Dec 3rd – 5th 2010
We teamed up with Atlanta Motorsports Group (AMG) to run the 25 Hours of Thunderhill. AMG has campaigned the championship wining car in the SCCA Playboy Maxda MX5 Cup for the past two seasons. This presented a great opportunity to work with a professional top level team and gather more information on what is needed to run in this series.
Matthew Wolfe ran the E2 MX5 Miata in practice to get use to the feel of the car. It was showing snap over steer at first which seemed odd but not being one to blame the car Matthew continued to adjust his driving to get the most out of the car. In the few short sessions he was able to improve his lap times by 8 seconds and was running the same lap times as the other drivers with more seat time in an MX5 Cup car.
We missed qualifying due to a stuck throw-out bearing so we started from the back. Bobby Carter, SPEED World Challenge veteran and former SCCA Pro Miata Champion, took the green and quickly moved up to first in class. 20 minutes in he was reporting a soft brake pedal which caused a quick trip through the dirt. He stayed out to determine where the issue was so we would not lose time in the pits. After a few more laps he determined it was getting better and he could drive around it for the time being. After this, the first few hours were going smooth as they should in a 25 hour race.
Matthew got in for his first stent and immediately noticed the pre-race adjustments had removed the snap over steer the car was experiencing the day before. On his third lap the BMC Tools sports racer made a low percentage move out of the chicane and attempted a pass on the outside on the corner exit. Matthew stayed on line but the passing car took off his passenger side mirror. As the sports racers are lower that the trunk lid of the MX5 on a straight and they were going up a slight hill with the sun glare in the rear window early in the race we are still not sure why the driver would take such a chance. Fortunately our car was still running great so we continued on. The rest of the stent went well with no incidents.
As Matthew was about to come in for fuel and a driver change one of the Honda CRZ race cars flipped over causing a full course yellow. Most of the time this would have been good timing but at this race the pits are closed during a full course yellow. As Matthew entered turn 14, he noticed all the cars were dead stopped. Since there was not a red flag out this led to a few tense moments while he waited for everyone to stack up behind him. Luckily everyone was paying attention and there were no incidents. The driver at the front finally started moving and we continued to circle the track as you would expect during a yellow flag. As we rounded turn 2 everyone started to stack up looking at the accident. We expect this rubber necking on the freeway but not on the race track. The Spec Miata behind Matthew must have been looking to long because he narrowly missed our MX5 and ended up hitting the fire truck. After this excitement Matthew went back to fuel conservation mode and continued to drive around the track in 5th. As we continued to circle the track under yellow the concern that we would run out of fuel kept escalating. As Matthew came around turn 8, about half way on the track, the fears became reality and the car ran out of gas. Matthew quickly pushed in the clutch and crossed his fingers that the next hill, turn 9, would not bring him to a stop. Fortunately AMG had the car prepped perfectly and the car coasted all the way to pit lane, where the crew had to push it the rest of the way. We pushed the car behind the pit wall where the missing mirror was replaced and the driver change was performed. The car was then pushed back to pit lane, refueled, and sent on its way. This was definitely an exciting first stent for Matthew and fortunately we did not get any penalties for coming in to pit lane to early.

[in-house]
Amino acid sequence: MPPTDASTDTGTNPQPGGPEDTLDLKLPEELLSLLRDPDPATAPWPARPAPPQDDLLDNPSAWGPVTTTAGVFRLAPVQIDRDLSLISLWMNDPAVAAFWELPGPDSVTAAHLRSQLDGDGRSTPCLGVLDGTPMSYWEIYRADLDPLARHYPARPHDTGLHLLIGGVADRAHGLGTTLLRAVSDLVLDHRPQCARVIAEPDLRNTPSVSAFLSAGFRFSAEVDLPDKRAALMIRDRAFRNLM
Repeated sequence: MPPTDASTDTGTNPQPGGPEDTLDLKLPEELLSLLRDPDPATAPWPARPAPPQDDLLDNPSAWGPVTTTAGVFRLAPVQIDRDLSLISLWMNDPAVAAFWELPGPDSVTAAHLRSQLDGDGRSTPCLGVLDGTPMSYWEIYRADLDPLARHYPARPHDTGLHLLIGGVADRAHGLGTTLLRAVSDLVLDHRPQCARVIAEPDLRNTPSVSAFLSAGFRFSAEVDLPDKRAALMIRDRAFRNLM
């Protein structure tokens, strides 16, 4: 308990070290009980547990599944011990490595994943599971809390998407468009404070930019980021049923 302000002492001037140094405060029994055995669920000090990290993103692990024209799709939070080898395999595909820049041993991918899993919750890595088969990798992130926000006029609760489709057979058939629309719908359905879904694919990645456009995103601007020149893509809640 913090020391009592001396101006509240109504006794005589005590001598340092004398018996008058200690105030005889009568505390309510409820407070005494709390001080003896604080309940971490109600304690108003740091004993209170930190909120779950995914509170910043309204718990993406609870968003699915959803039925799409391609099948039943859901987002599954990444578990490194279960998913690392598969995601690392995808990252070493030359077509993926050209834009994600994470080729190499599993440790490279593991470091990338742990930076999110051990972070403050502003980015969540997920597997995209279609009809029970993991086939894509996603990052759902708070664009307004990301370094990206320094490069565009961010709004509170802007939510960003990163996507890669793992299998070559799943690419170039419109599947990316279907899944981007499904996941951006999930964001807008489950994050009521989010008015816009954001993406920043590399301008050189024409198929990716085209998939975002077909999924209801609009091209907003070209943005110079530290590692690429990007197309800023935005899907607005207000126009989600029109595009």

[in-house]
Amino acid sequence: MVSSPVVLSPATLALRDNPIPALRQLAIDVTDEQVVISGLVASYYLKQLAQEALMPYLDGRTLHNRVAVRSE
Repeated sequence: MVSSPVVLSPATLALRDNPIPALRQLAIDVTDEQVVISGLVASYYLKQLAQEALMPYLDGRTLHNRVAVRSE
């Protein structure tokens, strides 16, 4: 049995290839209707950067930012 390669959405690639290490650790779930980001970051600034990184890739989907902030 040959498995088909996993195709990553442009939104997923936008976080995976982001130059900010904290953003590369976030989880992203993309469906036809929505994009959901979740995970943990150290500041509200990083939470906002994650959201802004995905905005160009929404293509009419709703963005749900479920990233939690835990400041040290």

Not too long after Matthew came in the forecasted rain started to fall. There were a few tire changes to wets and then intermediates as the rain could not make up its mind. Everything was going smooth until a trophy truck and a Ford GT started to spin in front of our car. Scott was not able to avoid them and ended up taking out 3 of our 4 add-on lights and half way blocking the passenger side headlight with the bumper cover. Luckily the damage was cosmetic and we could continue.
Matthew got in for his night stent, the first time racing at night, with less than optimal lighting. Luckily there was enough light to see where the track was and everything went well. About half way through the stent the rain picked up and made things slick for a while but the stent was otherwise non eventful, the way we like it.
As the sun rose we found ourselves in a battle with the Hover Speed Miata. We were 5 laps down and making up ground. Our team did receive a penalty for passing under yellow which didn’t help. As the Hoover Speed Miata was putting in their best drivers for the end of the race they started to notes things were not working right with the car. Around hour 23 they retired with a blown engine.
As Matthew got in the car for the final stent we were 5 laps up on the second place car. The track was starting to dry and the lap times were falling. Matthew was not pushing as fast as the car would go as he was making sure that we could finish the race. As he came around the 2nd place car to put him another lap down he knew he was running fast enough to keep the lead, and that was all that was needed. As Matthew rounded the final corner for the last time all the teams were lined up at the wall cheering the drivers on. As he passed the checkered flag he locked up the win in E2 at the 8th annual 25 hours of Thunderhill.
Matthew Wolfe would like to thank AMG for the invitation, and putting together a great car and winning team. He is looking forward to racing with the AMG team in the future.
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